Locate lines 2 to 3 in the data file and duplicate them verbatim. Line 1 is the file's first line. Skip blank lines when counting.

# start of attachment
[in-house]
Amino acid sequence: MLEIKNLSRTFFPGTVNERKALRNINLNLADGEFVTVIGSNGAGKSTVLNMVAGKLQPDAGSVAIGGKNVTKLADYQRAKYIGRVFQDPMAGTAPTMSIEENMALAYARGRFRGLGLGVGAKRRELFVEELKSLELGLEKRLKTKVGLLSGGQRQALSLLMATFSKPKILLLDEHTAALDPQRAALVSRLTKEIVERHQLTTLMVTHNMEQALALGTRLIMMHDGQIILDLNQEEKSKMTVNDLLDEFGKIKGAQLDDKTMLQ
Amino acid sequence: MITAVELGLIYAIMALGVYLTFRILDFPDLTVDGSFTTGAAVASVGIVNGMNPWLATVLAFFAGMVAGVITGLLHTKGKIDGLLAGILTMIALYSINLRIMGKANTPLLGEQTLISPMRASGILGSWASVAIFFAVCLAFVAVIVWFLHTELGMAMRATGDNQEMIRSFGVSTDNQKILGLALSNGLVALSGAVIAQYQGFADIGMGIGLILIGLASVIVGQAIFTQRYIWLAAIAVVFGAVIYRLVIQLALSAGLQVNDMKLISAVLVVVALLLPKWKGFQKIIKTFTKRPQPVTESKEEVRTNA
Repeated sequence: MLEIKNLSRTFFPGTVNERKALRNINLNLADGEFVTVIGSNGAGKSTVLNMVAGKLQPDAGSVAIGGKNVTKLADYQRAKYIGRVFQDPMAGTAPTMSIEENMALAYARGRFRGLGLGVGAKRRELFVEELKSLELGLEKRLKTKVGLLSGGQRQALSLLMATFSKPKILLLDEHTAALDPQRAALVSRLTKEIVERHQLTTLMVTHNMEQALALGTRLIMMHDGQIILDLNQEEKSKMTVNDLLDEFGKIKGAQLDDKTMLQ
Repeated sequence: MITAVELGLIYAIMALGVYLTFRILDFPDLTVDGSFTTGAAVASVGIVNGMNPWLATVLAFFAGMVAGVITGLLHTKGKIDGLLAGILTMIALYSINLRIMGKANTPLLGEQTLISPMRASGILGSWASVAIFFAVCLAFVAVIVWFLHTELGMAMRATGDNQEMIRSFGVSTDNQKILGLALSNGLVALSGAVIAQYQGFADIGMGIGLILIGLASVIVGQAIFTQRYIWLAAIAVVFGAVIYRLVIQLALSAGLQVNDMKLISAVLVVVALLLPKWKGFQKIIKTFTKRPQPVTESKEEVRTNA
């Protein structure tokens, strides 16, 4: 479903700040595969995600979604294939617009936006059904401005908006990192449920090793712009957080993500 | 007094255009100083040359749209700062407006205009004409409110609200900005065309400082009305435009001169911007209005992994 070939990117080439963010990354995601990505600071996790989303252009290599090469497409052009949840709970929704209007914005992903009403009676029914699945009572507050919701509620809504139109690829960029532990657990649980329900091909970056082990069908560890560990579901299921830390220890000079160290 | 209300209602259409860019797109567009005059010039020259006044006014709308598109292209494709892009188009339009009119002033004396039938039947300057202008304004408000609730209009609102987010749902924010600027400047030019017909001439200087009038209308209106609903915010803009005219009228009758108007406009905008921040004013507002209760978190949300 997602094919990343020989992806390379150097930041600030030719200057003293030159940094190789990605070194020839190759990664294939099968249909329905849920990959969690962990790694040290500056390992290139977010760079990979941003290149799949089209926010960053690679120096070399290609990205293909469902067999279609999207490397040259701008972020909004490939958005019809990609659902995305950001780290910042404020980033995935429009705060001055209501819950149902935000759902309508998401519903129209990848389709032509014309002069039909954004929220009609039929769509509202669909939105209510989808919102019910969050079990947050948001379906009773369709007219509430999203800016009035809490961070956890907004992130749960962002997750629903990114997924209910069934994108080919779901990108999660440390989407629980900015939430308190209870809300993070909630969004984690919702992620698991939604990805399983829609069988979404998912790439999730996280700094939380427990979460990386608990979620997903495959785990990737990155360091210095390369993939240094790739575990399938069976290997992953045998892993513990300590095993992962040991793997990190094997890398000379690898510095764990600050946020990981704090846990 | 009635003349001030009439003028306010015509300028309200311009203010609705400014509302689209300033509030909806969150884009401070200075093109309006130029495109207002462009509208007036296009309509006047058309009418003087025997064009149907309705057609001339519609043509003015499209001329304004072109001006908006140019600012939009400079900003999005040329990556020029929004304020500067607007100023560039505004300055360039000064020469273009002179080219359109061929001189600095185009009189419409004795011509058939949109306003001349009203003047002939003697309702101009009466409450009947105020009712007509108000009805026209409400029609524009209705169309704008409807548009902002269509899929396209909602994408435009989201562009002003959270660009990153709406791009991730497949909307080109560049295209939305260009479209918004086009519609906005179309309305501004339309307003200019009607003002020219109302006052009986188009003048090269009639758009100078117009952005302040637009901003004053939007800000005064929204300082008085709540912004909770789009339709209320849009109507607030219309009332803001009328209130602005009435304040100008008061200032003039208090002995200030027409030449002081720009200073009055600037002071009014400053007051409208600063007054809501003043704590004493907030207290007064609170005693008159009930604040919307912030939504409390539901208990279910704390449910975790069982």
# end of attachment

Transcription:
Amino acid sequence: MLEIKNLSRTFFPGTVNERKALRNINLNLADGEFVTVIGSNGAGKSTVLNMVAGKLQPDAGSVAIGGKNVTKLADYQRAKYIGRVFQDPMAGTAPTMSIEENMALAYARGRFRGLGLGVGAKRRELFVEELKSLELGLEKRLKTKVGLLSGGQRQALSLLMATFSKPKILLLDEHTAALDPQRAALVSRLTKEIVERHQLTTLMVTHNMEQALALGTRLIMMHDGQIILDLNQEEKSKMTVNDLLDEFGKIKGAQLDDKTMLQ
Amino acid sequence: MITAVELGLIYAIMALGVYLTFRILDFPDLTVDGSFTTGAAVASVGIVNGMNPWLATVLAFFAGMVAGVITGLLHTKGKIDGLLAGILTMIALYSINLRIMGKANTPLLGEQTLISPMRASGILGSWASVAIFFAVCLAFVAVIVWFLHTELGMAMRATGDNQEMIRSFGVSTDNQKILGLALSNGLVALSGAVIAQYQGFADIGMGIGLILIGLASVIVGQAIFTQRYIWLAAIAVVFGAVIYRLVIQLALSAGLQVNDMKLISAVLVVVALLLPKWKGFQKIIKTFTKRPQPVTESKEEVRTNA